FIG. 3 illustrates a timing diagram of the operation of the circuit of FIG. 2. At time A, precharge signal PRE high and the reference word line signals RWLE and RWLO low. Accordingly, the storage node of capacitors 216 E and 216 O will be charged to the respective reference supply voltages VRE or VRO. As the cycle begins, precharge signal PRE goes low at time B and the reference word lines RWLE and RWLO are turned on at time C. As charge flows between the cells CRE and CRO and their respective bit lines BLE and BLO, the bit lines will separate slightly. This voltage separation is shown at time D. Once the sense amplifier 230 is activated at time E, the difference increases so that it can be read out at time F.

Since reference voltages VRE and VRO are known, the actual bit line splitting ΔV (i.e., the difference in the voltage on bit line BLE and the voltage on bit line BLO) can be computed from the capacitances of the reference cell Cc and the bit line CBL as follows: Δ V = C C C C + C BL ( V RE - V RO )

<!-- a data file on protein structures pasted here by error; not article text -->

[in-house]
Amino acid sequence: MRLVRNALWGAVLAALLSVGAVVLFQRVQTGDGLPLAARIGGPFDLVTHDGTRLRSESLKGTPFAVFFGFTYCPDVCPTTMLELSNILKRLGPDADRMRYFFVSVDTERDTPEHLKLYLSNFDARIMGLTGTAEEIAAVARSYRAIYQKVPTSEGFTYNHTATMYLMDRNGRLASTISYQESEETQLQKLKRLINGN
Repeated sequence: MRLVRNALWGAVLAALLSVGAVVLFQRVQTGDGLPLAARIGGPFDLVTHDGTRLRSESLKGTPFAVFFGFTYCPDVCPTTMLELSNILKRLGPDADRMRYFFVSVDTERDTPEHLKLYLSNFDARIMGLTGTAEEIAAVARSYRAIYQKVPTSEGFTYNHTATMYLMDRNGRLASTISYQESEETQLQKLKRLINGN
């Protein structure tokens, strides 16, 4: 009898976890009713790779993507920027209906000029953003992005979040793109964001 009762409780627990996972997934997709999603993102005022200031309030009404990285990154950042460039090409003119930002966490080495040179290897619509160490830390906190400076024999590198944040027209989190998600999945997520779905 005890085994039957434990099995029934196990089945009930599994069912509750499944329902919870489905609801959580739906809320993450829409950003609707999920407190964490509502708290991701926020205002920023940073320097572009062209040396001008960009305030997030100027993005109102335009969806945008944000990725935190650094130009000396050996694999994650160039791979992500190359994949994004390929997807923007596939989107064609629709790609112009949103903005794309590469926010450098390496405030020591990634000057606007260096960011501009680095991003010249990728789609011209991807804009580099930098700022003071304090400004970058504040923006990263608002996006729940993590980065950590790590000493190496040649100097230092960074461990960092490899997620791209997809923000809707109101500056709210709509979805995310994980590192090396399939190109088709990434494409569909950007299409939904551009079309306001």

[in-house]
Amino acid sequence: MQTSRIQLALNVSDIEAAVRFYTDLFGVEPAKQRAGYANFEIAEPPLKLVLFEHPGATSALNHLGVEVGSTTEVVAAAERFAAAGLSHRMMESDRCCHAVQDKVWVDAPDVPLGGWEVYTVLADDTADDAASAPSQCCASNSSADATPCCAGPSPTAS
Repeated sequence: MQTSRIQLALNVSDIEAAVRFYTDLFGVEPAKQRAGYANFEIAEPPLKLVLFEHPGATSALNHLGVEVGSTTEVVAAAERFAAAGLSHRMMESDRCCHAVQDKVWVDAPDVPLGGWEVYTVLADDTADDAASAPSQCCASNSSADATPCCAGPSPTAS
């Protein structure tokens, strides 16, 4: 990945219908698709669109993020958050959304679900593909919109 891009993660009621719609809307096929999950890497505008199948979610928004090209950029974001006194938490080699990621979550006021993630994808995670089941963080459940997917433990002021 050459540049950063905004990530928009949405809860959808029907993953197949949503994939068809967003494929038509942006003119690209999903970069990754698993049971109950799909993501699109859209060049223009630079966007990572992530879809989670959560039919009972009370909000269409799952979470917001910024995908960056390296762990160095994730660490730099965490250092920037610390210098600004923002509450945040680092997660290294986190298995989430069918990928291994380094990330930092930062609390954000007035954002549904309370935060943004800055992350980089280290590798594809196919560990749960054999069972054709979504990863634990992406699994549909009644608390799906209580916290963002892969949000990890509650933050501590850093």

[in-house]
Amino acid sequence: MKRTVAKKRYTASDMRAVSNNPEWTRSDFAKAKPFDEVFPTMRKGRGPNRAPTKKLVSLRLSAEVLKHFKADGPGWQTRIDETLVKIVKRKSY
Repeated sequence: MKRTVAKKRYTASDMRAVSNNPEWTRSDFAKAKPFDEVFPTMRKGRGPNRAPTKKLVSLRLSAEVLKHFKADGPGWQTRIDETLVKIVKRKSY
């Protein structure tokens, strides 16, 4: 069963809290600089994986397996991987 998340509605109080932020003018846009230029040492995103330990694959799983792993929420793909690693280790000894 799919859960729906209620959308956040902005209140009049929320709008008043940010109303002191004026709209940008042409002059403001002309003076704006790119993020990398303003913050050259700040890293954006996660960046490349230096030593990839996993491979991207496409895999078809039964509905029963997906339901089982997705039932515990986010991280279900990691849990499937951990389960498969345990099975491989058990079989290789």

A large value of ΔV will produce an output that is constant (either ‘1’ or ‘0’, depending on the sign of VRE−VRO) across the matrix. But, as the voltage difference ΔV is decreased, a point will eventually be found where some columns begin to produce different (incorrect) values, indicating that the sensing limits of the system have been reached.

Unfortunately, two problems exist with this method: (1) the bit line capacitance CBL is not generally well characterized, thus the actual bit line differential is unknown; and (2) a large number of measurements are needed to reach a desired accuracy.

The present invention provides circuitry and test methods that can help to overcome these problems. In one aspect, the goal is to get a known splitting across the lines. This can be accomplished by either changing the reference voltages (VRE and/or VRO) and/or changing the reference capacitance CC. The following examples provide embodiments that utilize these principles.

In one embodiment, rather than using the references cells for characterization, copies of these cells can be created and moved, along with the split reference supply lines to some convenient place along the bit lines. These additional cells can be referred to as characterization cells. An example of this concept is shown in FIG. 4.